‘Cambridge Platonism Revisited’ at the AAR


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On Monday 25th of November at 4.00 pm-6.30pm there was a session of the American Academy of Religion at Baltimore on ‘Cambridge Platonism Revisited’.

Speakers included:

Eric Parker (McGill)

The Chaldean Triad: Erôs, Alêtheia, Pistis, and the Relationship between Faith and Reason in the Works of Peter Sterry

Proclus posits Love (erôs), Truth (alêthia) and Faith (pistis), terms he discovers in the Chaldean Oracles, as the sympathetic (sympatheia) and uplifting powers (anagôgoi) that cause the union of the One and the “one in the soul.” For Proclus, rational faith should be differentiated from the irrational faith in Plato’s “divided line” analogy because it initiates one into union with the Good through an intuitive resting within the common notions (koinai ennoiai) of the intellect. The Cambridge Platonist, Peter Sterry uses the Chaldean Triad, translated as knowledge/understanding, faith, and love in his treatise on free will and in his sermons on Matthew. Sterry’s concept of the unity of the intellect and will in the soul is dependent on Proclus’s idea that “all things are in the soul.” This Unity is the Word who dwells naturally within the soul. For Sterry, however, a supernatural knowledge, faith, and love are necessary in order to reach perfect inward unity. In his sermons on Matthew, Sterry says that faith is the third link of the divine chain by which God draws up human souls to himself. Faith causes Truth to come into sympathetic harmony with truth in the soul. Faith is the human counterpart of divine Love within the Godhead, which ignites the flame of love in the hearts of believers. Though some have labeled Sterry’s opinion concerning the weakness of the post-lapsarian will as “Calvinistic” a more balanced perspective will not fail to mention the influence of Proclean Neoplatonism on Sterry’s concept of rational faith and its philosophical underpinnings.

Heather C. Ohaneson (Columbia)

Ralph Cudworth, Menasseh ben Israel, and the Readmission of Jews to England: The Political Circumstances of a Seventeenth-Century Theological-Philosophical Encounter

This paper concerns the intersection of philosophy, theology, and politics with respect to the question of the readmission of Jews to England in 1655-1656. By examining the theological interests and philosophical commitments of the Cambridge Platonist Ralph Cudworth–and, at the same time, by acknowledging the sources and range of his political access–it is possible to see the tensions underlying his recommendation of religious tolerance. Attention to several of the positions espoused by Rabbi Menasseh ben Israel, whom Cudworth met in London on the occasion of the Whitehall Conference, will show a similarly complicated coincidence of political and theological views. As Cudworth sought to read Plato through the lens of Moses, and as Menasseh attempted to approach Kabbalah by way of Neoplatonism, we may look to make sense of Cudworth and Menasseh’s philosophies politically.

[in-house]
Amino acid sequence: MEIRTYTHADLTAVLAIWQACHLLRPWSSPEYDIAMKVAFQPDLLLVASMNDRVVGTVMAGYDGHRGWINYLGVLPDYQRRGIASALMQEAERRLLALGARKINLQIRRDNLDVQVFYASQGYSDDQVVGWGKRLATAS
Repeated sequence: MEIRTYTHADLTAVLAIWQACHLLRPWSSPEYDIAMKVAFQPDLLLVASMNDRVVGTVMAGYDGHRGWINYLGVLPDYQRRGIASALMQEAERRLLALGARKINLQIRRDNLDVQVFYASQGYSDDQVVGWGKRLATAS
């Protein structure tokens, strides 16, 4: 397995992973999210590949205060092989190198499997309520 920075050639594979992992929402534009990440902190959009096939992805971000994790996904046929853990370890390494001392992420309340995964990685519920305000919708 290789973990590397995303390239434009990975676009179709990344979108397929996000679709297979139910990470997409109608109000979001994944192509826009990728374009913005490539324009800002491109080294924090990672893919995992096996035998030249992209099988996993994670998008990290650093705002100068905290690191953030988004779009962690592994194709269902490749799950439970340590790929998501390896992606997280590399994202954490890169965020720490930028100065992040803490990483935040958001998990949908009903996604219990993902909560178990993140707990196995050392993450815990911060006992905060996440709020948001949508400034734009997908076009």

Alex Hampton (Cambridge)

Romantic Spinozism and Cambridge Platonism: Herder’s Cudworth-Inspired Revision of Spinoza

This paper explores the hidden role of Cudworth in shaping the Frühromantik reception of Spinoza through the intermediary of Herder. Herder was the most important source of Romantic Spinozism. His influential Gott Einige Gespräche über Spinoza’s System, ostensibly a defence of Spinoza, was in fact a revision of Spinoza along largely Cudworthian lines. After establishing the general relationship between Herder and Cudworth, this examination will outline three areas where Cudworth played a formative role for Herder. Finally, it will place Herder in the context of the Pantheism Controversy, which was so influential upon the Frühromantik.

Douglas Hedley (Cambridge) presided.